Angela Kellner

All Things Considered Host/Reporter

Angela Kellner is the KLCC host of All Things Considered and a reporter. Angela began as a KLCC volunteer in 1991 when she was in high school. While a student at Lane Community College, she was hired in 1993 for a work-study position in the KLCC Music Department and has been with the station in some role since then. Angela hosted KLCC's world music program Tropical Beat  for 11 years from 1994 to 2005.

Angela graduated from the University of Oregon in 2001 with honors and received a B.A. in Journalism and Communication Studies. She has earned numerous awards for her reporting, including First Place from PRNDI for her 2008 story Neighborhood Impact of Regional Medical Center. The Associated Press awarded Angela First Place for her 2009 story on the Achievement Gap in Oregon Schools as well as First Place for her 2010 feature Oregon Veterans: Help Wanted. In 2010, she partnered with NPR and was included in their series Living With War at Home.

Angela is the proud mother of a daughter and son.

Ways To Connect

The U.S. House of Representatives passed a bill today that could repeal efforts to label food containing genetically modified organisms, or GMOs.

A couple of states have passed laws requiring labels on food containing GMOs. In Oregon, Jackson and Josephine counties have GMO crop bans in place. A group in Lane County is collecting signatures for a ballot measure against GMOs. But these local efforts could be undone by a bill making its way through Congress. The legislation would prevent states from passing laws mandating labels on foods containing GMOs.

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A number of states have legalized medical and recreational marijuana, but it remains illegal in the eyes – and the laws – of the federal government. Senators from Oregon and Colorado say it's nearly impossible for marijuana businesses to access banks, which follow federal regulations. New legislation aims to ease the banking restrictions.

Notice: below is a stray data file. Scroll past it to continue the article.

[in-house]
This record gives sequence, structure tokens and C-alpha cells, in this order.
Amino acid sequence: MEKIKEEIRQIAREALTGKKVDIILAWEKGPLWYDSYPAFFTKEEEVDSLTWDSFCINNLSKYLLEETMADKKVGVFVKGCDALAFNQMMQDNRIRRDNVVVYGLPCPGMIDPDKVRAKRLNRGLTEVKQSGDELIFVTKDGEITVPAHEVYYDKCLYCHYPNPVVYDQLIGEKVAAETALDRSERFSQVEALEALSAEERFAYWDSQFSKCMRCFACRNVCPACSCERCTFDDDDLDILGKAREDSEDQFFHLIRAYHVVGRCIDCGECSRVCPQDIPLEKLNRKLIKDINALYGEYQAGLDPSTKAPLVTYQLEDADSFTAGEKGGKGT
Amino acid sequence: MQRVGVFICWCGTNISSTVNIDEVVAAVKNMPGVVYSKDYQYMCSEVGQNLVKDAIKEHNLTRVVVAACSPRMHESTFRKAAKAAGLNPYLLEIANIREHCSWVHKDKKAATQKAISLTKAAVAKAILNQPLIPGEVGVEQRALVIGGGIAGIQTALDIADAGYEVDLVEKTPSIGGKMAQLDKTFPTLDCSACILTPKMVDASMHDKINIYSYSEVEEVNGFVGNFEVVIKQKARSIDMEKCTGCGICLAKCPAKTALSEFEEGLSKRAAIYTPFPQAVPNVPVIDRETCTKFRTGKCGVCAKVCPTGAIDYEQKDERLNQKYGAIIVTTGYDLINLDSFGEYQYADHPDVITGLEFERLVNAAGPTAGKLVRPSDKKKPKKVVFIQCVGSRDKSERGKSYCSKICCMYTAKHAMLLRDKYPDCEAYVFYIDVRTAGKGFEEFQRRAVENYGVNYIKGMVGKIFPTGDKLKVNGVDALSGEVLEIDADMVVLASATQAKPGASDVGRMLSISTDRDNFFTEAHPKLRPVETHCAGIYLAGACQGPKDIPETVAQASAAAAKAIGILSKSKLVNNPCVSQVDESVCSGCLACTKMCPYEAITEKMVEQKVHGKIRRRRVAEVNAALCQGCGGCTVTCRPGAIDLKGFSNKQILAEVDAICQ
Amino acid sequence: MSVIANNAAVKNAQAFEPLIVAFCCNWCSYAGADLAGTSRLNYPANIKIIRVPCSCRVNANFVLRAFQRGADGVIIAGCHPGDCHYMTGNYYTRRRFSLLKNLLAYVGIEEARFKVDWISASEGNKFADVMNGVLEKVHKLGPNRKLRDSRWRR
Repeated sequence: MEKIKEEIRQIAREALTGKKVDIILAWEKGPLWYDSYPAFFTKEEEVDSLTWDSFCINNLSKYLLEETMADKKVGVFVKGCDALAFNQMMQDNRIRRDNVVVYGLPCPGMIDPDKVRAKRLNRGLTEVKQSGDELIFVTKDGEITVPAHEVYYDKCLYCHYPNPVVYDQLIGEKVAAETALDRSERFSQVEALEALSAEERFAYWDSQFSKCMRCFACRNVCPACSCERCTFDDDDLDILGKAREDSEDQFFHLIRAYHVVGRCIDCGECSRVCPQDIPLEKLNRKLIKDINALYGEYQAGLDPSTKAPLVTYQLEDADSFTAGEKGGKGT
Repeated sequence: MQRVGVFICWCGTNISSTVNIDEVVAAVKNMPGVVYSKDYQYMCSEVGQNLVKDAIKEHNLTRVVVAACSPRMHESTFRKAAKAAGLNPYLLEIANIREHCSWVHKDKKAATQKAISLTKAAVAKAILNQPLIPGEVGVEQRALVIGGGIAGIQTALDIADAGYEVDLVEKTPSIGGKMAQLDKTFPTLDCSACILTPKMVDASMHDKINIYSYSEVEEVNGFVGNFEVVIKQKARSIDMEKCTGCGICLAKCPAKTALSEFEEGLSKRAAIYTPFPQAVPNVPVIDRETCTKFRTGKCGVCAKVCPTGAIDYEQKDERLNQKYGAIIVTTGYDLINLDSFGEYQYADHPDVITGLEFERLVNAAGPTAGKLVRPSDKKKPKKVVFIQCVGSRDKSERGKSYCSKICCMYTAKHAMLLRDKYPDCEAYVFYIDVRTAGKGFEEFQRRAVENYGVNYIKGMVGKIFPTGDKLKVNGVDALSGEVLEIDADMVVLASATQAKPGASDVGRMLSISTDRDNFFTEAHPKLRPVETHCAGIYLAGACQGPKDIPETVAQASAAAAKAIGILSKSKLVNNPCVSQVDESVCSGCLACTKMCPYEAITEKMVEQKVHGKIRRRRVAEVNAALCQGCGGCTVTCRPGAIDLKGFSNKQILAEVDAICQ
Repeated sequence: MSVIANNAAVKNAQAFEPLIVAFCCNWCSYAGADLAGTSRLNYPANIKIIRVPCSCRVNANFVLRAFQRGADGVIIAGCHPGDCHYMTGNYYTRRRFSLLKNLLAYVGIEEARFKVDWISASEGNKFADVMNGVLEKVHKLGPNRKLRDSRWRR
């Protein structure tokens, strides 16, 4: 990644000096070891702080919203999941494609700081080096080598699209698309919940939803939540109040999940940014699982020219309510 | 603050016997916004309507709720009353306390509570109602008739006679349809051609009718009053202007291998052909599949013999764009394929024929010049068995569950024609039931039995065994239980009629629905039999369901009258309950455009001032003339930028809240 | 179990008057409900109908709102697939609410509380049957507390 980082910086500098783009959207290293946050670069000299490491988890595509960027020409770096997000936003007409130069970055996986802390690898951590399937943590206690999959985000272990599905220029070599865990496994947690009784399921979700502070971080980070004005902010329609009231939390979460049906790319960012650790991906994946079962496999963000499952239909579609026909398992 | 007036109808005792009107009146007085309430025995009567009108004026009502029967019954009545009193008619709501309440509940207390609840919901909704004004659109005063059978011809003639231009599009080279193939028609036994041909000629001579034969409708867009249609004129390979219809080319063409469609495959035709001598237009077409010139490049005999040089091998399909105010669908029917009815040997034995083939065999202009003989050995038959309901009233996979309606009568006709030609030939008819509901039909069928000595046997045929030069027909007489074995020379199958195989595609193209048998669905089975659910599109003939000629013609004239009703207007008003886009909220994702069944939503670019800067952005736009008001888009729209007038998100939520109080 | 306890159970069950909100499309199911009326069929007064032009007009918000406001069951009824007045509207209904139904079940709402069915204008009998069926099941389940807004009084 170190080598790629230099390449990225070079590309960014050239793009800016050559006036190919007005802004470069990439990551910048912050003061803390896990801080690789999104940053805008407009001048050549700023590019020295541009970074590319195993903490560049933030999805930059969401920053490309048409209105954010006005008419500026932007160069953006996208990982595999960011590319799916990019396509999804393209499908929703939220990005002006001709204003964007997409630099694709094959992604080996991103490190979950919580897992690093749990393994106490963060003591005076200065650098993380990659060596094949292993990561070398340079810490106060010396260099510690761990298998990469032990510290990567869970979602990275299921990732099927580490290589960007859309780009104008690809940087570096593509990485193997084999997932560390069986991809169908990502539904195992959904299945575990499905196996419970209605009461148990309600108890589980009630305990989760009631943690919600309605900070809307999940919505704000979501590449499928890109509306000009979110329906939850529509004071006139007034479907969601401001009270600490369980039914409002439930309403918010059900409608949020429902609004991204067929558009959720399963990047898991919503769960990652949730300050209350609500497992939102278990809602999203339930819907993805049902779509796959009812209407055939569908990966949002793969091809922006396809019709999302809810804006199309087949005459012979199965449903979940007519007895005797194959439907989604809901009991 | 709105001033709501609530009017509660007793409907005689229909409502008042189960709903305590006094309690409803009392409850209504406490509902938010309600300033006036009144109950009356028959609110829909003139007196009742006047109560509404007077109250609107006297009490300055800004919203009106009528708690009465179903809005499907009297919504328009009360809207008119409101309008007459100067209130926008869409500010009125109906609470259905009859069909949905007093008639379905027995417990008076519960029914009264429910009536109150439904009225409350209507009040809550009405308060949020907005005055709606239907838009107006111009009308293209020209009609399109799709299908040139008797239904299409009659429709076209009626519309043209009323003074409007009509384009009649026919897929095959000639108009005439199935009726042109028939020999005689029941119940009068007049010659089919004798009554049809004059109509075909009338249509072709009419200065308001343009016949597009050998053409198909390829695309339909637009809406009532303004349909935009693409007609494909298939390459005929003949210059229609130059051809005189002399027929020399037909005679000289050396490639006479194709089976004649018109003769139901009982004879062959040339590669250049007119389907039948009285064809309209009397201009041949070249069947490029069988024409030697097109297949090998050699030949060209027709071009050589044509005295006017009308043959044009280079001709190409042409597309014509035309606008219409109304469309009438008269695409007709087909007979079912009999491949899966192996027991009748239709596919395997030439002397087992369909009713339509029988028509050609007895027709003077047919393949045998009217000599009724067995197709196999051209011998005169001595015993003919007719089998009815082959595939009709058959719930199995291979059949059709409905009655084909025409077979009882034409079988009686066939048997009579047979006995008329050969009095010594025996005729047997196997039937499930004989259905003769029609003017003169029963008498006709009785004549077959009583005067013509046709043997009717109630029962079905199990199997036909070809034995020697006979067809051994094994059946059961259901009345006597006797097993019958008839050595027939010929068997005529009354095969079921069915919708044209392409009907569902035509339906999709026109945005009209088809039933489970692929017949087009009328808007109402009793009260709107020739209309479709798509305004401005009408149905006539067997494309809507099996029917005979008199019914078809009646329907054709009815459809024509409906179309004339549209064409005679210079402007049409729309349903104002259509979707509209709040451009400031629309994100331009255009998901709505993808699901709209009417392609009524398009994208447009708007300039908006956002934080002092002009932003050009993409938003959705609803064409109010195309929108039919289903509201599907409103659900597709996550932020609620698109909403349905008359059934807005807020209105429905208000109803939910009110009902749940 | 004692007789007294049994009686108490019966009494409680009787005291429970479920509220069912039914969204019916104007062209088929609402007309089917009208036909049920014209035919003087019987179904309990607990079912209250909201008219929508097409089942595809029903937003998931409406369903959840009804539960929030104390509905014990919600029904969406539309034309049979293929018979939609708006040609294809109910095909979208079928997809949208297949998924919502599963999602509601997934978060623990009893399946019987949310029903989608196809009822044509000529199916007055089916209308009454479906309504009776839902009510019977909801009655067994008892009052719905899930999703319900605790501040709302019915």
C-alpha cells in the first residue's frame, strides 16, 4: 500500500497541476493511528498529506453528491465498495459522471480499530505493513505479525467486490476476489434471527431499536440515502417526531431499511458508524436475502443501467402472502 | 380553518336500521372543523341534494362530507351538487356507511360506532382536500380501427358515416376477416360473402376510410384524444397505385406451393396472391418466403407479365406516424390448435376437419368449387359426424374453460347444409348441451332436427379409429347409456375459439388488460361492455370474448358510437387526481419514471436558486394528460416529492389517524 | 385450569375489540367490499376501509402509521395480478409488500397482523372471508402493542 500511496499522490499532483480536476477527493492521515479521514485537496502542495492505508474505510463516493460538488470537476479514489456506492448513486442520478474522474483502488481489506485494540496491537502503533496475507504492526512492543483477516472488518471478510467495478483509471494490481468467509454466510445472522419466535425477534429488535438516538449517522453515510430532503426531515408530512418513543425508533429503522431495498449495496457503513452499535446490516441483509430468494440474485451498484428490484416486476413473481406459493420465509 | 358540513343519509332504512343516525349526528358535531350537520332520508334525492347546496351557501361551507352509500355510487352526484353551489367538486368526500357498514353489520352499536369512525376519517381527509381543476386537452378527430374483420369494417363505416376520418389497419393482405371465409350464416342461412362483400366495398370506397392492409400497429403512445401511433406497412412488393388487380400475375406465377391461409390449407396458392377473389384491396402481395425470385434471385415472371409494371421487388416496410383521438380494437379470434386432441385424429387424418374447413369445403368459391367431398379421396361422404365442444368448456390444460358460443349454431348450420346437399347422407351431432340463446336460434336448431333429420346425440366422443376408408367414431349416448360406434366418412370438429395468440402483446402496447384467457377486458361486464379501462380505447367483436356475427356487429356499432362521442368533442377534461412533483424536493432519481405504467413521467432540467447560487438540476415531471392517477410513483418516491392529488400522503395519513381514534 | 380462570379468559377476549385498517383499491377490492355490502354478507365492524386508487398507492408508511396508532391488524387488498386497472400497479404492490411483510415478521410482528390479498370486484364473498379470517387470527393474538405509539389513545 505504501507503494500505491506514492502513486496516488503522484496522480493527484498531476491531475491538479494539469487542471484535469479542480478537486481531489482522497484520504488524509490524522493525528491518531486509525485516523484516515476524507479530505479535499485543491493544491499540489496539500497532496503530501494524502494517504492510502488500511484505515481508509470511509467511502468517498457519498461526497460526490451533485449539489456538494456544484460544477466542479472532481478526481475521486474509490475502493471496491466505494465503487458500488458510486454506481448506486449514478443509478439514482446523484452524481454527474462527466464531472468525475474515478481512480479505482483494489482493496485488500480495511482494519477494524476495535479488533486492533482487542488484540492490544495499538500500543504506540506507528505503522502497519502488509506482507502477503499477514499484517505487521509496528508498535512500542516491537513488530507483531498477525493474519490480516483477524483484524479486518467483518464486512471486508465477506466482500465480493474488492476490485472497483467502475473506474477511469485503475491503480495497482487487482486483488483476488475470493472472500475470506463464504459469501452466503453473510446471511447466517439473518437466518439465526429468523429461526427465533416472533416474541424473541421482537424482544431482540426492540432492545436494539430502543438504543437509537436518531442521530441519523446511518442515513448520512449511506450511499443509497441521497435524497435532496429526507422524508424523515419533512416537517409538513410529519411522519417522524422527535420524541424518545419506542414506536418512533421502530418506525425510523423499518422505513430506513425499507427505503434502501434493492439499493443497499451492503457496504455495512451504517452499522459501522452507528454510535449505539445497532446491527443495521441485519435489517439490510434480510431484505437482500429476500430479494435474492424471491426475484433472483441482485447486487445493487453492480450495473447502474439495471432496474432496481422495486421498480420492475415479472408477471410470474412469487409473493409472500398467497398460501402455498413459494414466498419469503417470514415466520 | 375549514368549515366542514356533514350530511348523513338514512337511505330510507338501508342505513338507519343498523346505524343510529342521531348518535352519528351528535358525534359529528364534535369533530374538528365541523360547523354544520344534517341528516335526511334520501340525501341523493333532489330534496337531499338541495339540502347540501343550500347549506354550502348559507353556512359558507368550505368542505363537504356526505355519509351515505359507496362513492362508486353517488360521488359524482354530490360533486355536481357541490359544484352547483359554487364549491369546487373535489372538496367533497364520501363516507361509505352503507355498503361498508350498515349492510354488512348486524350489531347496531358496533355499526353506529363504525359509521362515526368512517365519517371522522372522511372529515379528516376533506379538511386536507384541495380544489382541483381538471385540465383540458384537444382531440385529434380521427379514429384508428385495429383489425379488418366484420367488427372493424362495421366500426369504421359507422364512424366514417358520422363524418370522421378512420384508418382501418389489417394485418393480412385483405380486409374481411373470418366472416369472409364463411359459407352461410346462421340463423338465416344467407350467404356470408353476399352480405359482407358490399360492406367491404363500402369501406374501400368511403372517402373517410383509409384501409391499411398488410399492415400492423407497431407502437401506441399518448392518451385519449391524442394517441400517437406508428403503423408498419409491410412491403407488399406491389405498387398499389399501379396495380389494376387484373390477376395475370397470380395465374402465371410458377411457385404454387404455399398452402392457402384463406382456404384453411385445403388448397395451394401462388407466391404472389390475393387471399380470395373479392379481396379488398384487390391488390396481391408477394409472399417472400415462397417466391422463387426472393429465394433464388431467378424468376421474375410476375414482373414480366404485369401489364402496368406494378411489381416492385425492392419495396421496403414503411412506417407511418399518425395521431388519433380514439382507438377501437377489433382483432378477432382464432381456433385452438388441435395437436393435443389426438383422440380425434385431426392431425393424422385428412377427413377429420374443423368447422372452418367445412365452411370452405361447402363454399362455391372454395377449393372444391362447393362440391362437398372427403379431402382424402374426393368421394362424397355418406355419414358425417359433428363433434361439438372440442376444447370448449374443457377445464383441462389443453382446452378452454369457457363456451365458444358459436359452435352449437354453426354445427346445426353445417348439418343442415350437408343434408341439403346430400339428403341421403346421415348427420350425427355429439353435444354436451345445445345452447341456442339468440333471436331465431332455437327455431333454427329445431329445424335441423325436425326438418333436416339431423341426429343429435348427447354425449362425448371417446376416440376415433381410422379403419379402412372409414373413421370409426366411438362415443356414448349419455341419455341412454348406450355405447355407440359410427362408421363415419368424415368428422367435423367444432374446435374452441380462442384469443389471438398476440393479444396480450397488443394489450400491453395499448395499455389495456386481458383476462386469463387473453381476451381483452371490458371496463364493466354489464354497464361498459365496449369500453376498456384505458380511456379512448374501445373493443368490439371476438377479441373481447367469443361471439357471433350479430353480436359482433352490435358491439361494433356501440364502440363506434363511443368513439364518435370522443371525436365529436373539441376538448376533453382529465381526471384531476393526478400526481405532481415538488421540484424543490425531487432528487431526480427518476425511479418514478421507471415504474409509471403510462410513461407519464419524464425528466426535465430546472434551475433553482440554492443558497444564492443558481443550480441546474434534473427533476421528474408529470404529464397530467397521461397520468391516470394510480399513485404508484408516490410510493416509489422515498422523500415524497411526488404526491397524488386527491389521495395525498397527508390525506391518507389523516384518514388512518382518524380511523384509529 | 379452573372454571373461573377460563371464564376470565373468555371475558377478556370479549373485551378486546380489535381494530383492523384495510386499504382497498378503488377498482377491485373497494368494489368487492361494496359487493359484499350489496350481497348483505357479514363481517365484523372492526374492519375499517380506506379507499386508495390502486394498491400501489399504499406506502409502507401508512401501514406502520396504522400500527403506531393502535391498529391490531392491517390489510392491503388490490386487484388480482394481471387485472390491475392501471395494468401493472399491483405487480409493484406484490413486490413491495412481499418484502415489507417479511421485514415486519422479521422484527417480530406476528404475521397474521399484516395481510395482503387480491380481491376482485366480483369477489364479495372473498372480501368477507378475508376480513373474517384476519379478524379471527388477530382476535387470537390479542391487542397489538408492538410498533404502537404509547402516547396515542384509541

Angela Kellner/KLCC

The Oregon Country Fair is the proud new license holder of a low-power radio station. KOCF, Fern Ridge Radio, 92.5 FM, has been in the works for about two years. The community radio station celebrated a milestone July 3rd when it was finally time to install the antennae on the roof of the fire station in Veneta.

Angela Kellner/KLCC

The drought and recent high temperatures have dried out the fuels and forests, increasing the wildfire risk. The Oregon Country Fair has its own well-trained volunteer fire crew. Over the years, they’ve built a cooperative relationship with the fire departments in the surrounding area.

Greg Gaffney-Bills/EPD

Eugene Police say four young boys will be charged with crimes related to Monday's destructive fire of Civic Stadium.

Angela Kellner/KLCC

Baby Ellanor Blanchett of Texas her family travelled to Oregon this year to try a new medical marijuana treatment developed in Eugene. The parents were hopeful it could alleviate their daughter’s daily seizures.

Angela Kellner/KLCC

In 1998 Oregon voters approved a ballot measure to legalize medical marijuana. Today nearly half the states have passed similar laws. Another fifteen allow the limited use of cannabis to treat conditions like epilepsy.

Oregon is the only place in the nation that lets out-of-state residents get a medical marijuana card here. For one Texas family, it gave them a chance to try a new cannabis treatment for their baby. She suffers from a rare brain disorder and seizures.

Ken Gregor - Incident Commander

Updated Sunday 2:00 pm:

Lemolo Lake Resort and the Forest Service Campgrounds at Poole Creek and East Lemolo remain open.  Bunker Hill, Inlet, and Crystal Springs  Campgrounds are closed to protect public safety.

The Bunker Hill Complex is located 15 miles north of Diamond Lake.  The fire complex consists of one larger fire called the Bunker Hill Fire and several small fires all burning within the Umpqua National Forest.

Oregon Water Resources Department

Oregon Governor Kate Brown has declared a drought emergency in Sherman County due to a lack of snow pack and low water conditions. This brings the number of Oregon counties under drought emergency to twenty. Last year, only ten counties had the designation.

Gov. Brown says the signs are already apparent in many of Oregon's rivers, streams, fields and yards.

Kari Greer / U.S. Forest Service

The federal government is one step closer to changing the way it pays to fight wildfires. Oregon Senator Jeff Merkley said the preliminary legislation was approved by the Senate Appropriations Committee Thursday.

Wildfires are not treated the same as other natural disasters, such as floods and hurricanes. This forces the U.S. Forest Service to take money intended for fire prevention efforts, like thinning, and use it to fight fires. Under the new system, Senator Merkley explains the wildfire budget would be based on the 10-year average cost.

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